In addition, we can retrain our workforce for jobs in health services. Baby boomers are getting older, and jobs exist for nurses, nurses' assistants, rest home workers and other health professions. Bio-manufacturing is growing rapidly, and rural areas are well-suited for this economy. We must also encourage entrepreneurship and attract more military contracts.

I have worked to align our "early colleges," which I helped create, with today's workforce needs. Finally, as chair of the New Generation Initiative, I am working with the Rural Center to encourage young people to create businesses in rural areas.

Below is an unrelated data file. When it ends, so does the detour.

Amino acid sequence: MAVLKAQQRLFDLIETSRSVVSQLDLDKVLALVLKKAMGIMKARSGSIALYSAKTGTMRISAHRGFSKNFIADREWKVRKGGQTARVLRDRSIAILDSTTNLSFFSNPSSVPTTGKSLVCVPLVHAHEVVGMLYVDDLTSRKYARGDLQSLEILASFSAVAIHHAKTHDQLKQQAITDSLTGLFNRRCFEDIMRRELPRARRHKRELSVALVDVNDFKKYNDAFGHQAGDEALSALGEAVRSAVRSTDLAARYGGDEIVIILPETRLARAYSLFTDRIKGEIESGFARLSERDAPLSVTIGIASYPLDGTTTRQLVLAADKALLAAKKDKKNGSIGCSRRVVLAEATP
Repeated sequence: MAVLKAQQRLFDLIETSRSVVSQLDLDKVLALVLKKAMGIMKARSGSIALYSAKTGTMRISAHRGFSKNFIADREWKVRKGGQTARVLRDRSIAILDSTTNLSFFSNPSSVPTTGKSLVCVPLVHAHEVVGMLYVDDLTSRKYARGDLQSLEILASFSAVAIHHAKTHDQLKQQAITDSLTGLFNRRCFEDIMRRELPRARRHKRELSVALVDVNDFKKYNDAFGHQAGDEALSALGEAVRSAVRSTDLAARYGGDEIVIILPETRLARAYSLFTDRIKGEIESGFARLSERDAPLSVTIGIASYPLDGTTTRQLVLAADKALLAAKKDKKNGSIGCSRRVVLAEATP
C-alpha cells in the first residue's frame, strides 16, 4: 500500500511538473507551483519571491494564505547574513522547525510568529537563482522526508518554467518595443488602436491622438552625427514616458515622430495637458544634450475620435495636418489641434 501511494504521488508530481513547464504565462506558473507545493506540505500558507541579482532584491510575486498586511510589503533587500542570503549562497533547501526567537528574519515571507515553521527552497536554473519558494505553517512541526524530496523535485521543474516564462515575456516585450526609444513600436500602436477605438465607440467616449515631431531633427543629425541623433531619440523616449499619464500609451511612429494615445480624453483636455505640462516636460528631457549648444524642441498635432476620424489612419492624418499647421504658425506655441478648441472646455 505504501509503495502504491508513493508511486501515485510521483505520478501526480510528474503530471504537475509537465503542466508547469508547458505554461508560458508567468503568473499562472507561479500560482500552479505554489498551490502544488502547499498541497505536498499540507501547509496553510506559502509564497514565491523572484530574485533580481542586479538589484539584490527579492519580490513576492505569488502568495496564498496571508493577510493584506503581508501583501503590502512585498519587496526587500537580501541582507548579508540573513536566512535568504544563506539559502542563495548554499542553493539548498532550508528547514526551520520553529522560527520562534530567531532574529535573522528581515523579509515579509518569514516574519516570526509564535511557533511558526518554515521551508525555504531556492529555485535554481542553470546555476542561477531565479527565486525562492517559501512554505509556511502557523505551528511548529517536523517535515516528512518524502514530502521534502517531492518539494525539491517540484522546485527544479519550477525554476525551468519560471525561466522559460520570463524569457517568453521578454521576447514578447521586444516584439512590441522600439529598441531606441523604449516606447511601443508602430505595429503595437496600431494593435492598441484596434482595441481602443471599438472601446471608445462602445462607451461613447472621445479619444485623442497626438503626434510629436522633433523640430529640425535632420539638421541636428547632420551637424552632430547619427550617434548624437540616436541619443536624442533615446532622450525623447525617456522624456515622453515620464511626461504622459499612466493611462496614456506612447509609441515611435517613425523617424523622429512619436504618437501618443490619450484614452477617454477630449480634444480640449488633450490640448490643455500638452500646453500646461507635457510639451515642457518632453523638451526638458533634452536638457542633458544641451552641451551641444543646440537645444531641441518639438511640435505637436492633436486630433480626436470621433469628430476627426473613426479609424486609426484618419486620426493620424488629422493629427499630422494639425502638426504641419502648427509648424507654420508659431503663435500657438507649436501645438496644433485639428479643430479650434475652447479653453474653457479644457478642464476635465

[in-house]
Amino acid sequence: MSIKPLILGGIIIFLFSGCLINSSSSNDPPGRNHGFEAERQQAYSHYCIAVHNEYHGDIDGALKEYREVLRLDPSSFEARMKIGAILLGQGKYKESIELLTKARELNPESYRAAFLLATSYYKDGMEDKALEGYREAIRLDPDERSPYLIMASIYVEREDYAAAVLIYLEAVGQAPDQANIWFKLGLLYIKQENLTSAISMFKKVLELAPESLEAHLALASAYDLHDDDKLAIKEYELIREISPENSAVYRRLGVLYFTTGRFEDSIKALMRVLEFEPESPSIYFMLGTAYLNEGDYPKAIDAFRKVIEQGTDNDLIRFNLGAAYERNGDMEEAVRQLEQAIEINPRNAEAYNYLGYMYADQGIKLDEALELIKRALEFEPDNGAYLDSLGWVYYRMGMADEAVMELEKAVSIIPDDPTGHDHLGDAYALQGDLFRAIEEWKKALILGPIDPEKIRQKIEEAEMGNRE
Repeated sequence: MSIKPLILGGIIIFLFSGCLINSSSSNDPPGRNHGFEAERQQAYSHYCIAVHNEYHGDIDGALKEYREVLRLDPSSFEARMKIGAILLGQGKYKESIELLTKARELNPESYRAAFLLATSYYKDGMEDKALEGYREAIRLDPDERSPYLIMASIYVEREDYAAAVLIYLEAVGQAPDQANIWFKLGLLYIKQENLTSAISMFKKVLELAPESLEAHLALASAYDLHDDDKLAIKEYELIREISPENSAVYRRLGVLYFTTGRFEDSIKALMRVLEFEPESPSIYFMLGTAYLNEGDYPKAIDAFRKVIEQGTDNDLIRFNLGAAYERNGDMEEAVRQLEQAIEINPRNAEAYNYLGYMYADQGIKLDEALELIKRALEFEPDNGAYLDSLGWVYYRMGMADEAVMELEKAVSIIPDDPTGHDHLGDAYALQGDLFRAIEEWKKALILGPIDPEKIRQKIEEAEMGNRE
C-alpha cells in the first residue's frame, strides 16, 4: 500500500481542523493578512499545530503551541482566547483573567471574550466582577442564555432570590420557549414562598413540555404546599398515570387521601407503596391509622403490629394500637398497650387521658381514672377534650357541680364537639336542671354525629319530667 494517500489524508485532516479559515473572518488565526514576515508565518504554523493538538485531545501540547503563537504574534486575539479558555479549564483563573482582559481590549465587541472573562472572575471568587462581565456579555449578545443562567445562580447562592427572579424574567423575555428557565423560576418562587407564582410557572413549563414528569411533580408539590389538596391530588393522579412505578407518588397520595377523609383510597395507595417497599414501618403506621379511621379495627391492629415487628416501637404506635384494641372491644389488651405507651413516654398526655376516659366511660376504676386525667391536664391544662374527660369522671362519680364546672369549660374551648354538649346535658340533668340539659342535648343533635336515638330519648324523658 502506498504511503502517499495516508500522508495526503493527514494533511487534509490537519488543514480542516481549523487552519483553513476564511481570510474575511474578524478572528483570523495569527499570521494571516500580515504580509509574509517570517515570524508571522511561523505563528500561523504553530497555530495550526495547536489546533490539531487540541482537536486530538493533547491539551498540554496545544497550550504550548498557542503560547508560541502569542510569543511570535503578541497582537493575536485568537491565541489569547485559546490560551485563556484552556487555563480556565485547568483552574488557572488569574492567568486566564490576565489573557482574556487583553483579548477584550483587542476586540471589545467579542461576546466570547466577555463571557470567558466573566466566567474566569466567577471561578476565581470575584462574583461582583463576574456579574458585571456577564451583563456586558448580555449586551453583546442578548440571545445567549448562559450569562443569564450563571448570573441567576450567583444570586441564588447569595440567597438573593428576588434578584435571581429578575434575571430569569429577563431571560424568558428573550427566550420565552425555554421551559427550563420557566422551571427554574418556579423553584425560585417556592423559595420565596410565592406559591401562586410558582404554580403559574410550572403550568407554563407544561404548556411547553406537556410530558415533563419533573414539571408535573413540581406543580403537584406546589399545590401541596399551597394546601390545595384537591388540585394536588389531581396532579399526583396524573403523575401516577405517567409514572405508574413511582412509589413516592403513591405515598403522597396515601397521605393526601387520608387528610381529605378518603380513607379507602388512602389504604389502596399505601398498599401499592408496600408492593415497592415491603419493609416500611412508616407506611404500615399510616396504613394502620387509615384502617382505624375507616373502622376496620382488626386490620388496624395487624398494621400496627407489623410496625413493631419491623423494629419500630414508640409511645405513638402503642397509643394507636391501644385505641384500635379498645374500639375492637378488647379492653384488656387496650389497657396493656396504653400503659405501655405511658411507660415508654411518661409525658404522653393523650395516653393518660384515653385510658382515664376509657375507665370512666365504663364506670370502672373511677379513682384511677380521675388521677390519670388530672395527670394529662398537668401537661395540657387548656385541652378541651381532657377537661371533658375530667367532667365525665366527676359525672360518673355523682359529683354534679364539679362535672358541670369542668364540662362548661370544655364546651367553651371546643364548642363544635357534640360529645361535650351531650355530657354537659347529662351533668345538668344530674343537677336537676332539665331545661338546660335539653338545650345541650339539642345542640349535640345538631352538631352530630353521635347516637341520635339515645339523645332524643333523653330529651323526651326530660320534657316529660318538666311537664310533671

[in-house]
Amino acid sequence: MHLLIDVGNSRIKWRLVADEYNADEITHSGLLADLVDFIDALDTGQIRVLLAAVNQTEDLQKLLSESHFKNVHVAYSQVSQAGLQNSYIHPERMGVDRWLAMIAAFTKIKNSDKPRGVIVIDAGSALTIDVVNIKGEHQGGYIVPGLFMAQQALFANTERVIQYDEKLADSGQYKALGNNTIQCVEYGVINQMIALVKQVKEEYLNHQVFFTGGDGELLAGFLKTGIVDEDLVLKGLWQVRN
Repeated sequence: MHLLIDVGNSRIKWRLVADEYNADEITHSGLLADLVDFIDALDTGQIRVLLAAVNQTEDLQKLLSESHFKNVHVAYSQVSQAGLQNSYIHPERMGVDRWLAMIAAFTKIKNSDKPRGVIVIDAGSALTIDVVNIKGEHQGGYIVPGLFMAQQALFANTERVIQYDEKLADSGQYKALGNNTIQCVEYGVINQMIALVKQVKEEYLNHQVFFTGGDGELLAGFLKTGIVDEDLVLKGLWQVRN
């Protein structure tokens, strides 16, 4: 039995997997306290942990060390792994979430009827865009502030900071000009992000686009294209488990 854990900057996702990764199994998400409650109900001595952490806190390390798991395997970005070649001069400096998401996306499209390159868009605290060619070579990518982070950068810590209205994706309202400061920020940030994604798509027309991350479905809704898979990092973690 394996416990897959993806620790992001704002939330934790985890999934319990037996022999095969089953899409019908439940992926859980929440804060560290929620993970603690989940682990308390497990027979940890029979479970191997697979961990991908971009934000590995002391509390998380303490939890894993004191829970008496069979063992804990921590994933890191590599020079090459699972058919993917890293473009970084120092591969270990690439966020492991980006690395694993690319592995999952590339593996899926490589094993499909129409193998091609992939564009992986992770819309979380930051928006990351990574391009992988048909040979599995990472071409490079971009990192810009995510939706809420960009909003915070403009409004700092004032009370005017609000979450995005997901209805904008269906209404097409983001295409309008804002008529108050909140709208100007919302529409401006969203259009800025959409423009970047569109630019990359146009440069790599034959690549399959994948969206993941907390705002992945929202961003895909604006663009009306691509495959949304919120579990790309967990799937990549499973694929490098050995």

Keeping our taxes fair, job recruitment active, and our community colleges strong will be the keys to building jobs for the future.

Q All electric service providers, including electric cooperatives, in the state face an era of rising electric rates because of the need for new generation, transmission and distribution, increased regulations, and changing consumer expectations. What plans do you have to address these challenges?

A Rural areas deserve high-speed broadband and, with it, all residents will become part of the "smart grid" and save countless dollars. We also need to pursue alternative fuels, and rural counties can lead in finding the solutions. The North Carolina Biofuels Center is working on generating energy from swine waste, switchgrass, kudzu and algae, and wind and solar are options as well.